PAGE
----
LG U+ focuses on impaired users
The telecoms operator on Monday launched a camera app based on artificial intelligence (AI), and started offering an Internet of Things (IoT) service to customers with impairments in March through Naver’s Clova smart speaker in collaboration with Naver and Seoul Facilities Corporation.
“LG U+ will apply AI and IoT technologies to offer services to those who need such technologies the most, and contribute to raising their quality of life,” said a spokesperson for LG U+ at a press event held in central Seoul on Wednesday. The mobile operator hopes to help customers with impairments handle simple tasks without help.
The event was co-attended by 20 people with impairments.
The camera app, Sullivan Plus, scans objects, people and text and explains what it scanned to visually-impaired users. For example, the app could inform the user about the gender and age of a subject after taking their picture. It could also read out text that is scanned.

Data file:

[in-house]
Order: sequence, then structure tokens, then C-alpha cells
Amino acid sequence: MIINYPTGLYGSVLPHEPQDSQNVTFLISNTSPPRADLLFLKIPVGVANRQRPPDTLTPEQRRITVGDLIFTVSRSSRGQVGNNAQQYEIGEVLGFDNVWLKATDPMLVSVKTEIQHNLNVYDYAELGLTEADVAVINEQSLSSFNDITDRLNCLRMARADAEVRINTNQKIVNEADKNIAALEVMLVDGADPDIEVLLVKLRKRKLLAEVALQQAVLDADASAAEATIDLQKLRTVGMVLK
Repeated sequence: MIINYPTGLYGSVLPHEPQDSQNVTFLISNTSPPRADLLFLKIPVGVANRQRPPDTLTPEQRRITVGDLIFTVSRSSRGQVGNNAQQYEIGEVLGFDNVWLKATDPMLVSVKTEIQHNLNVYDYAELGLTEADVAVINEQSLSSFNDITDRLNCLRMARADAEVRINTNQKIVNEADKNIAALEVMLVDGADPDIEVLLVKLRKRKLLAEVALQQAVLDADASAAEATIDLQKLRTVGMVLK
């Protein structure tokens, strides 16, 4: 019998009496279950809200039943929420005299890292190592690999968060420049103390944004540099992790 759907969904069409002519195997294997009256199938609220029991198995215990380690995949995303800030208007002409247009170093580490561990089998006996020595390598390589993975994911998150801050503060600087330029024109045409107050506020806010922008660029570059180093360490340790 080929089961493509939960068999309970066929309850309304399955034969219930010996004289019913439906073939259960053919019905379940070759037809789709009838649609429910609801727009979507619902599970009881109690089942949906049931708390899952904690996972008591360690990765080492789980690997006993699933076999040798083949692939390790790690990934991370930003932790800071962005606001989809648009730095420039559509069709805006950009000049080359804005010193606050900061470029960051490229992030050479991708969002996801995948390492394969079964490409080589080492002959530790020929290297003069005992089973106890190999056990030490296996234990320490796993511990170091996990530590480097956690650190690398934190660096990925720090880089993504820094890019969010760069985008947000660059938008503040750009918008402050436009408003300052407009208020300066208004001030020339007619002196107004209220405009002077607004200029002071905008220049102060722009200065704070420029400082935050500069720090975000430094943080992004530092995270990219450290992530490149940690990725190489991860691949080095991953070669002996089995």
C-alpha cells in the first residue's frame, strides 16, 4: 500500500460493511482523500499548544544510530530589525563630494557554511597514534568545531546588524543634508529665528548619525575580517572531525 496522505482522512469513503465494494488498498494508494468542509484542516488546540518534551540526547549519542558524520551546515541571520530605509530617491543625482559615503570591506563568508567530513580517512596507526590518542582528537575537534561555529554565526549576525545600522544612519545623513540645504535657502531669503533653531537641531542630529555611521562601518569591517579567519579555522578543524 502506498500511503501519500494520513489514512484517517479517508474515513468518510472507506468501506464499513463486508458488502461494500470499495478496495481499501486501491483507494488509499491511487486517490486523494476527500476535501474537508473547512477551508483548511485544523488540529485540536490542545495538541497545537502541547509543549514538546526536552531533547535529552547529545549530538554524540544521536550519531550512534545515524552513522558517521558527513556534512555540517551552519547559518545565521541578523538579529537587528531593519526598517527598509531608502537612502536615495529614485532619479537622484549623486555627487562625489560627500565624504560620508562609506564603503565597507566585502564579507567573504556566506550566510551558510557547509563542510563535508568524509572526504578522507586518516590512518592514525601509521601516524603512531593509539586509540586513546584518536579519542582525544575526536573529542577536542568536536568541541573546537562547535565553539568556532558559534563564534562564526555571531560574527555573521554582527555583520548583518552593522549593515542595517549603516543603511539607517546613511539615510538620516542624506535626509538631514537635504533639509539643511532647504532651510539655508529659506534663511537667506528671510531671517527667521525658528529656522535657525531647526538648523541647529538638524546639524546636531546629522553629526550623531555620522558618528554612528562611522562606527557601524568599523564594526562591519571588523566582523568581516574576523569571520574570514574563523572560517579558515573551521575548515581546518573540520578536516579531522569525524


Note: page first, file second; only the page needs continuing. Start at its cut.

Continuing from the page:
The service is currently only available on Android phones and is free of charge.
Starting in March, LG U+ began offering specific services for customers with impairments using Clova. The smart speaker tells users about facilities equipped for people with impairments at certain subway stations. Calling a taxi service that specializes in customers with impairments is another possible function.
Before using subway stations, people with impairments need to know if they are equipped with elevators, accessible restrooms and high-speed wheelchair battery chargers. Before, people with disabilities or their friends had to call the Seoul Facilities Corporation to confirm such information, which could take a couple of hours. Clova informs a user of the information instantly, according to LG U+.
But the service is new and has bugs.
When this reporter tried Sullivan Plus, the app was able to recognize a teddy bear but not an iPhone on a table, describing it as a toaster. The app identified a female LG U+ employee as a 19-year-old girl. An LG U+ spokesperson struggled to get Clova to work when trying to demonstrate its usefulness to customers with impairments at the press event.
“Although these services are still in the initial phase, I’m glad that they have been introduced,” said a mother of children with impairments who attended the Wednesday event. “Even if the services have limits, just being able to check subway facilities through the speaker will be very useful as I won’t have to personally call and wait to receive the information.”
BY JIN MIN-JI [email@example.com]
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